Saint Michael’s College Playhouse is back
Producing Artistic Director Chuck Tobin '80 joyfully welcomes return after a two-year pandemic hiatus; "Into the Breeches!" is first of 2022 season's three shows
The Saint Michael’s Playhouse is back robustly after COVID canceled the 2020 and 2021 seasons, and Producing Artistic Director Chuck Tobin ’80 feels a heightened sense of perseverance and joyful anticipation.
“It’s amazing how busy this building is again,” said Tobin of the actors and crews who start arriving this week for the first show, Into the Breeches! (June 29-July 9). Promotions describe it as a “heartwarming and hilarious new comedy” with a “Show Must Go On” spirit. The other 2022 shows are The Mountaintop (July 13-23), “a brilliant reimagining of MLK’s final night” by a Pulitzer Prize winning playwright, and, finally, Desperate Measures (July 27-August 6), “Off Broadway’s award-winning musical comedy,” featuring western-style music and loose homage to the Bard.
To learn more or purchase tickets, go to https://saintmichaelsplayhouse.org/
All the titles of this year’s Playhouse season allude to struggles transcended by people pushing forward and doing what it takes to accomplish a goal. That feels perfectly timely to Tobin and his trusty longtime collaborator John Devlin of the College’s Fine Arts Theatre faculty (production manager and resident designer) given the serious logistical challenges of the past two pandemic years.
Tobin said the first and last shows are carry-overs from the season he had planned for 2020, happily including most of the original cast members, while the two-person middle play The Mountaintop, about Dr. Martin Luther King Jr., replaces an earlier-planned two-person play, Bakersfield Mist. “I loved that first play, but wanted to include something that feels necessary for our time, so that is where the MLK show came from,” he said. “It’s a brilliant and exciting play.”
Another factor for Tobin in planning this season was a need to introduce COVID protocols such as keeping to just 75 percent theater capacity for shows with mandatory masks and proof of vaccination for audiences. “We needed more time and resources to implement COVID protocols, which is one reason we dropped to three shows – it’s time-intensive to add that level of COVD protocols,” he said. Tobin decided to drop a 2020 show that was going to be the most complicated and expensive to produce, Animal Crackers – a show that also caused him some concerns related to its dated social sensibilities and language.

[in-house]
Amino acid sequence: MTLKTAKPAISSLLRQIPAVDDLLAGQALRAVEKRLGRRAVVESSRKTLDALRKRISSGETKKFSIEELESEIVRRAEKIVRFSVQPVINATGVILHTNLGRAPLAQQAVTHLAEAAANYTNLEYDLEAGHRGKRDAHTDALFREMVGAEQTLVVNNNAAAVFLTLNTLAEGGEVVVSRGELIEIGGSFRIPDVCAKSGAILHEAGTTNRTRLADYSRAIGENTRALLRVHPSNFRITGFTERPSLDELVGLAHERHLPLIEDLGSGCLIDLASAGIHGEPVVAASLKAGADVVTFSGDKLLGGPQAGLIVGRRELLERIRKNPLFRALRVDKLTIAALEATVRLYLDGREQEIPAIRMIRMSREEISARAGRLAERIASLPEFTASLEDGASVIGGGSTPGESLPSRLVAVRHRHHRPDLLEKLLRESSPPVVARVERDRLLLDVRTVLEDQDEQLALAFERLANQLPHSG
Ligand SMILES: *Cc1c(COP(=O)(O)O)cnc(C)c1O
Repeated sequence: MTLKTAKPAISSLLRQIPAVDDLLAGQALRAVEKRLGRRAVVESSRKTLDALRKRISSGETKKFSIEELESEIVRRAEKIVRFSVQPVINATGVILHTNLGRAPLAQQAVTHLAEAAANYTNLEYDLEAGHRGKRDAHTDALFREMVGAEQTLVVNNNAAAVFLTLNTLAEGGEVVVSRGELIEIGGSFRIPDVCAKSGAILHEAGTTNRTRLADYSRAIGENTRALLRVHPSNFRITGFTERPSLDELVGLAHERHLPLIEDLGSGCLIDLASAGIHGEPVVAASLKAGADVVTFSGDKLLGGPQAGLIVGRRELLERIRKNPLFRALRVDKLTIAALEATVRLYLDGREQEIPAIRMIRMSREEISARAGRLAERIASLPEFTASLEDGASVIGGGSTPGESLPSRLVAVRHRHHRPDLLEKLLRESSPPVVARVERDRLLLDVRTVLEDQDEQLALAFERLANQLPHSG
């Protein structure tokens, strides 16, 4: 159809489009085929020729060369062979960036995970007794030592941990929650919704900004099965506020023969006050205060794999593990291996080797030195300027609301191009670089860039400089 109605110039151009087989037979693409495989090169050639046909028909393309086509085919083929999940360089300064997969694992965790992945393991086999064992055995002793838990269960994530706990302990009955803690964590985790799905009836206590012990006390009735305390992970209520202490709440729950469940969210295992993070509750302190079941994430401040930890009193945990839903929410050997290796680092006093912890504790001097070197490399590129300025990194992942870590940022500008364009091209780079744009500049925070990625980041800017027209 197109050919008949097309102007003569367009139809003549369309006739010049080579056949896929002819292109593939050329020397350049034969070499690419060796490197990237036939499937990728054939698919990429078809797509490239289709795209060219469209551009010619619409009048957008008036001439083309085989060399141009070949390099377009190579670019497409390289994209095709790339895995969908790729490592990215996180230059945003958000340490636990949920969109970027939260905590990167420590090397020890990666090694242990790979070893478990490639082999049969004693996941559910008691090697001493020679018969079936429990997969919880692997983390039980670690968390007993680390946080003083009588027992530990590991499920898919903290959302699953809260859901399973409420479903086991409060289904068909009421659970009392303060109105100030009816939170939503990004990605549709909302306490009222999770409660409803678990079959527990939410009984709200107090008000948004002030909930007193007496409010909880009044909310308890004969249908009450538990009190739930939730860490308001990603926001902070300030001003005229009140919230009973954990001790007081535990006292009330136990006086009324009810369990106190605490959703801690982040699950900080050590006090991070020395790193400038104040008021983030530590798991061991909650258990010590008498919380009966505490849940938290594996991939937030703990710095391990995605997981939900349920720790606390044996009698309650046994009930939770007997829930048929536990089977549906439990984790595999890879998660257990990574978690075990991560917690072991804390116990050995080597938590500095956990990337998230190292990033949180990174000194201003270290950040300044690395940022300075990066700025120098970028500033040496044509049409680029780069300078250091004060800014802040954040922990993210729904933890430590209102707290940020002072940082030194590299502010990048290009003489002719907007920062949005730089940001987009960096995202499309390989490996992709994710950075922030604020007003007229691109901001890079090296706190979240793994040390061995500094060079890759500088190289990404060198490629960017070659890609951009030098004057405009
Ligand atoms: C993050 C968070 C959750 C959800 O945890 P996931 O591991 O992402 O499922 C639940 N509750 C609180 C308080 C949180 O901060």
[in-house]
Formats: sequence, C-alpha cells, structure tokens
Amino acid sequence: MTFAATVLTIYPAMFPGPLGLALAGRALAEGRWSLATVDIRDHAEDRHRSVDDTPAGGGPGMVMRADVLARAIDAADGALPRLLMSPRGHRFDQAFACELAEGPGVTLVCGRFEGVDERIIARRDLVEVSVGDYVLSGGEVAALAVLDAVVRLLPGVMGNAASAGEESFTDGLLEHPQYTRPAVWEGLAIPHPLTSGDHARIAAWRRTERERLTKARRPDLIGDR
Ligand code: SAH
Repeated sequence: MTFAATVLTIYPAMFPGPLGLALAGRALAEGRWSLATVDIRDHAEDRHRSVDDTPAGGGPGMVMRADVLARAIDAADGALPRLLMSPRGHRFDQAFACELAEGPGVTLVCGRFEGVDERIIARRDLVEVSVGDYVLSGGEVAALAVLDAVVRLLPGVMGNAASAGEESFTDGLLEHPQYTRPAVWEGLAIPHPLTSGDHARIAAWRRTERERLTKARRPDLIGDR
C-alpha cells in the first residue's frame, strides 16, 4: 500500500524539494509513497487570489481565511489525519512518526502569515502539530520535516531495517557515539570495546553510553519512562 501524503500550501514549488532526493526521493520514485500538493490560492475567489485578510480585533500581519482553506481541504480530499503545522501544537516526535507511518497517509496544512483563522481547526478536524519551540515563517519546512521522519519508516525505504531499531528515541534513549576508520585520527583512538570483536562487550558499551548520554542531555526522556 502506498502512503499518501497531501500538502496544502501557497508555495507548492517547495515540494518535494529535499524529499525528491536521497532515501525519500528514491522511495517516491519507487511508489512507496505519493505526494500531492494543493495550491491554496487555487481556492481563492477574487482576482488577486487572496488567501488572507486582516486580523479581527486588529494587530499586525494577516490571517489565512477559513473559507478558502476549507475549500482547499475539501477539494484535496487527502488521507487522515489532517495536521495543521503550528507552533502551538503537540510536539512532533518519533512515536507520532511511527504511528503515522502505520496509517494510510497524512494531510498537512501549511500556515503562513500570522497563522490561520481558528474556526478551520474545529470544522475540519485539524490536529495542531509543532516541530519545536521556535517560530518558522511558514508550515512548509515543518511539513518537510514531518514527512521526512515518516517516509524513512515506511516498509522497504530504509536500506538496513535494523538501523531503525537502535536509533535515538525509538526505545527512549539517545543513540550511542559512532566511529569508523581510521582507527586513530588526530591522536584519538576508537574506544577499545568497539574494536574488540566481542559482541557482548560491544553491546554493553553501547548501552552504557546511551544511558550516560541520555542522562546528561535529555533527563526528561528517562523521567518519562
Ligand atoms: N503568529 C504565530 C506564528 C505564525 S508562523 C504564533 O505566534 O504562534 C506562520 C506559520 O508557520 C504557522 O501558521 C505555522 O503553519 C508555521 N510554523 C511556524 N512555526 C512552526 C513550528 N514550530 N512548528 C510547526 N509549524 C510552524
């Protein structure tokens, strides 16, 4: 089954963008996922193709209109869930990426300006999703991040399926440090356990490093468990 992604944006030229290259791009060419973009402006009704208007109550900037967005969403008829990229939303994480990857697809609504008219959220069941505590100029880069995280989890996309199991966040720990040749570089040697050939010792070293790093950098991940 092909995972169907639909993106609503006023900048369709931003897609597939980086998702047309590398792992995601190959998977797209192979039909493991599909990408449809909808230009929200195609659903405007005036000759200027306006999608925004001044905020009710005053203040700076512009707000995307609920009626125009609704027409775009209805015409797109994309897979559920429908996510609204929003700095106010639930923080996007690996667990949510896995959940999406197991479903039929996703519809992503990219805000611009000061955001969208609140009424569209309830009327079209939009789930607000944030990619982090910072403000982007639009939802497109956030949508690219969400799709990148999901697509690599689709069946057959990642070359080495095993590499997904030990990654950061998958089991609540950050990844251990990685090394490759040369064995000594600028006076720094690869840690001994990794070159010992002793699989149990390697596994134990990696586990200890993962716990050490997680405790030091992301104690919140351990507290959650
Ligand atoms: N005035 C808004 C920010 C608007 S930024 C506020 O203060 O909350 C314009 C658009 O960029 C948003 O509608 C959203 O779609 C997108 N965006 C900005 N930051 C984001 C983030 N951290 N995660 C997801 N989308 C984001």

After canceling the 2020 season, he initially had hopes of rolling that full season forward to 2021 – that is until pandemic realities made clear it would not be possible. Several hundred Playhouse subscription package purchasers had agreed to roll forward their subscriptions a year that first time and just keep tickets to use the next season. When the need arose in 2021 to roll forward the season yet again to 202, Tobin said, he was pleased that so many loyal supporters agreed to hang on for 2022, with surprisingly few requesting refunds.
Further frustrations piled up: “As we got past summer 2021 I kept trying to put together small outdoor performance-type things that were just becoming too expensive to mount with staging and outdoor lighting and renting equipment – it was getting too big to be worthwhile, so, one after another we would put plans together and have them not happen,” he said.
Tobin came to realize that by slowing things down and instituting COVID protocols, however, a 2022 season finally would be possible – a huge relief. Lately he is basking in anticipation of familiar and beloved rhythms he feels outside his McCarthy Arts Center office, even with new COVID precautions and a scaled back season from four shows down to three.